Kate Bush 50 Words For Snow(Fish People) Buy it from Insound
A new album by Kate Bush always comes laden with an almost intolerable weight of expectation. In the 12 years that separated The Red Shoes (1993) and Aerial (2005), Bush’s mystique and reputation as some sort of maverick in self-induced exile grew to massive proportions. In fact Bush had taken the time out to focus on bringing up her son, and fair play to her. In the end Aerial was a good album, with moments of true beauty that deserve their place in the top tier of Bush songs, but it was also too long by at least three or four songs (most of those on disc one); and probably not worth a wait of 12 years.
It’s been six years since then but bizarrely it seems only like it was a couple of years ago, so used have we become to the interminable hiatus between albums. And to confound expectations (something Bush seemingly delights in), in 2011 we have not one but two new albums. The first, Director’s Cut, served as a kind of teaser campaign, reworking songs already recorded on The Sensual World and The Red Shoes. That album was an unexpected delight, imbuing familiar songs with a new dimension, but it also felt like a stop-gap. At the time of its release there were hints that Kate had been working on some all-new material, but nothing was confirmed. It turns out that she had indeed been hard at work honing a new set of songs, at the same time as rejigging the Director’s Cut material.
50 Words For Snow is the result, and it’s as beguiling and intriguing an album as Bush has released. A ‘concept’ album (if you will) on the subject of the white stuff, it starts with a suite of three extraordinary, piano-led songs. The first of these, Snowflake, begins with the lines “I was born in a cloud. Now I am falling...” sung by Albert McIntosh (Kate’s son, Bertie), taking on the character of the eponymous snowflake as it falls to earth. The music is a perfect context for these words, with Kate’s piano providing a beautifully simple descending melody that swirls slowly throughout the track, its repetitive motif mesmerising and haunting. Lake Tahoe tells the tale of a woman drowned in an icy lake, haunting its dark waters, the song building on layers of rolling percussion. The third track in the sequence, Misty, is the album’s centrepiece. It’s a 13 minute tour de force of restrained sensual ambience. The song is about a tryst between a snowman (stay with me on this) and the narrator. “So cold next to me/I can feel him melting in my hand.” The song contains some of Kate’s most overtly sexual imagery, but it refrains from being corny on the strength of the atmosphere created by the music. The rolling piano refrain, the intermittent interventions of understated guitar and most of all the lightly jazzy drums of Steve Gadd are reminiscent of Talk Talk’s Spirit Of Eden, or even Talk Talk main man Mark Hollis’ eponymous solo album. This opening sequence of songs is in itself a masterpiece, one of the finest things Bush has recorded.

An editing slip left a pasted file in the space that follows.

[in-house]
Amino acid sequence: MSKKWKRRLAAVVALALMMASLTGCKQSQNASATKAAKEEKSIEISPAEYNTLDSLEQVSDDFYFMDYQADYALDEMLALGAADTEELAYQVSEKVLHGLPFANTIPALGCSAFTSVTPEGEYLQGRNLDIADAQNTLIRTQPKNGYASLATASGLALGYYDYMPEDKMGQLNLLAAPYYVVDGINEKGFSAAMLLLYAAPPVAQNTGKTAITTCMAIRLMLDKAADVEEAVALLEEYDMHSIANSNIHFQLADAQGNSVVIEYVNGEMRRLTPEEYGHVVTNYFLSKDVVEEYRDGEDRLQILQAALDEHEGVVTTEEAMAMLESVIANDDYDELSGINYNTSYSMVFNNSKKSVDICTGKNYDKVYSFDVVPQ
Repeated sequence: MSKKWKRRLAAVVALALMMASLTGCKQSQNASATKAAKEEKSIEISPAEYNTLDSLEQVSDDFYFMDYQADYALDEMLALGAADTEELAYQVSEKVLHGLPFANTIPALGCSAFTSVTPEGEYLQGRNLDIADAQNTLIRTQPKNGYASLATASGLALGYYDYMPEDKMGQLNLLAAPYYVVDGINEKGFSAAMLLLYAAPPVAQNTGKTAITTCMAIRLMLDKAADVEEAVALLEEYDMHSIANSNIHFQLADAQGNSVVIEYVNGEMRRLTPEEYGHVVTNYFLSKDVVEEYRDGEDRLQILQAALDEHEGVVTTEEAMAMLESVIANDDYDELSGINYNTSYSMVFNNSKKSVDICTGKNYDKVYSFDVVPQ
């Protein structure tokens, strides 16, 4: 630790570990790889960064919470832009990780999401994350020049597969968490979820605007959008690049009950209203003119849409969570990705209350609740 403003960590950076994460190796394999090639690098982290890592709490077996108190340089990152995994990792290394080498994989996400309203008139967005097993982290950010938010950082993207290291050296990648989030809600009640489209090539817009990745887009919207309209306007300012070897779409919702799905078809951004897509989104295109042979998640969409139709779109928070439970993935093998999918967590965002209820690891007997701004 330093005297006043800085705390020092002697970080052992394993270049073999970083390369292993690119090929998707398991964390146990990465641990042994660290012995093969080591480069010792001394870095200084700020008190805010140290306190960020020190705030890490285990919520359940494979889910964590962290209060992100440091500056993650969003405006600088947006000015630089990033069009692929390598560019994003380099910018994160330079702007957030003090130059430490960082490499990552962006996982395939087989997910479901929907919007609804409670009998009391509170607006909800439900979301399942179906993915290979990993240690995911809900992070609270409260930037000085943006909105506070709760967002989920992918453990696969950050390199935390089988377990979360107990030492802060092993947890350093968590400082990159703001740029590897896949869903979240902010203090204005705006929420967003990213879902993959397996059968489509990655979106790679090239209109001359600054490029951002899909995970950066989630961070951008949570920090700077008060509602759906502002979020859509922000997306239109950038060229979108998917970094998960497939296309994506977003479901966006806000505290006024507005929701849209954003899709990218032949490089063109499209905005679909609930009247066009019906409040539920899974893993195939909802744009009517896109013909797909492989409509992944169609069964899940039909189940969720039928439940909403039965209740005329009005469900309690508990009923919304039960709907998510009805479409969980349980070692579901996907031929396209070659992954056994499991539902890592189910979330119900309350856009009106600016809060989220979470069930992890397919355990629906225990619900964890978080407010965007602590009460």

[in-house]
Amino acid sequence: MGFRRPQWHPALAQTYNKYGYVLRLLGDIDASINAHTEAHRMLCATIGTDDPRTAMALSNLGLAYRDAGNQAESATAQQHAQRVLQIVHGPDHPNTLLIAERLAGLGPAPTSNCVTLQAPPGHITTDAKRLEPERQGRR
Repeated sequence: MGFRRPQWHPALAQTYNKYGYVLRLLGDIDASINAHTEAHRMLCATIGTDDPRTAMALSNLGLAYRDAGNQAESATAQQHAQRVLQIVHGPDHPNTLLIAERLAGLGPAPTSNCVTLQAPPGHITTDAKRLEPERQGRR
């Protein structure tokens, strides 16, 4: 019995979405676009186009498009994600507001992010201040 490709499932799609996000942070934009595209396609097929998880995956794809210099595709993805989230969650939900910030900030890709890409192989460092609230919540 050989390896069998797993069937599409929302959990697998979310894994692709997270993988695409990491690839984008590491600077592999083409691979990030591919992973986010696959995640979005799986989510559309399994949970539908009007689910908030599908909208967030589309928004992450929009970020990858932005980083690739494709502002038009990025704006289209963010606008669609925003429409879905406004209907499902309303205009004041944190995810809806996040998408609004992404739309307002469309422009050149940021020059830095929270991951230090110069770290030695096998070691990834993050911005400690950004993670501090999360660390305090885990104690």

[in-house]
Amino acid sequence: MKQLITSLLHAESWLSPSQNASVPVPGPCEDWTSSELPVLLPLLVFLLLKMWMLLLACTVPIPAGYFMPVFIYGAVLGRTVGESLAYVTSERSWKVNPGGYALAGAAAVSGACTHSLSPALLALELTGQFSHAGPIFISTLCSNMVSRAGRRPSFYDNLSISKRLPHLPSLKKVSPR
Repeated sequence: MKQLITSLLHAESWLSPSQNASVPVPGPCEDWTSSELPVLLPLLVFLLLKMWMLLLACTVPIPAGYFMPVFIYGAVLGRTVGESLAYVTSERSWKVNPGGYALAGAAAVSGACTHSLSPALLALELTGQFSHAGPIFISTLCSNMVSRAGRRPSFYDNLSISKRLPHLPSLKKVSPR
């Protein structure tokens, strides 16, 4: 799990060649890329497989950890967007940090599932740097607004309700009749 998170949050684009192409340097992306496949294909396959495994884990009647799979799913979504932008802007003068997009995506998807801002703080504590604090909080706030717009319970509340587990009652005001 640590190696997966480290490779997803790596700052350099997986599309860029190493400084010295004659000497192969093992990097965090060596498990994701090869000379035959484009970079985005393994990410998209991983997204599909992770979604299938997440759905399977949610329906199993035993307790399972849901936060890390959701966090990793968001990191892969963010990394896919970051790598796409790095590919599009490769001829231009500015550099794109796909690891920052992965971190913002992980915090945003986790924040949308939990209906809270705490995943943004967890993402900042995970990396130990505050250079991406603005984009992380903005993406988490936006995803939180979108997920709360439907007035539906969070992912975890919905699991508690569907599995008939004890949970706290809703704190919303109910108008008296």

After this opening, Wild Man seems almost workmanlike. In fact in isolation it’s a pretty decent track, if a little polite sonically. Snowed In At Wheeler Street is a disappointment, a tale of two immortal lovers who meet at various points in history, the second lover’s part sung by Elton John, whose gruff intonation should provide a foil for Kate's higher register. In fact his voice is more of a distraction, as he cannot help but add in a few of his trademark histrionics. The album’s title track brings proceedings back to the sublime, with Stephen Fry intoning 50 words for snow, some real, most made up. Kate counts him down in her backing vocal, while Steve Gadd gives the track a rolling impetus. It’s the kind of song only Kate could get away with, like π from Aerial. Finally Among Angels returns to the iciness of the album’s beginning, just Kate at the piano, rounding things off with a suitably chill and stripped arrangement, its spatial quality reminiscent of something on the ECM label.
If every song here had been of the same standard as the opening suite of three, and the final two, 50 Words For Snow would have been an all-time classic, to be considered in the same breath as Hounds Of Love. As it is, Wild Man and Snowed In... make it a second tier Kate Bush album, but only just. It’s the work of a mature and serious artist, who has made a unique and lasting contribution to pop, and this album will continue her reputation. Will we have to wait so long for the next installment?21 November, 2011 - 10:36 — David John Wood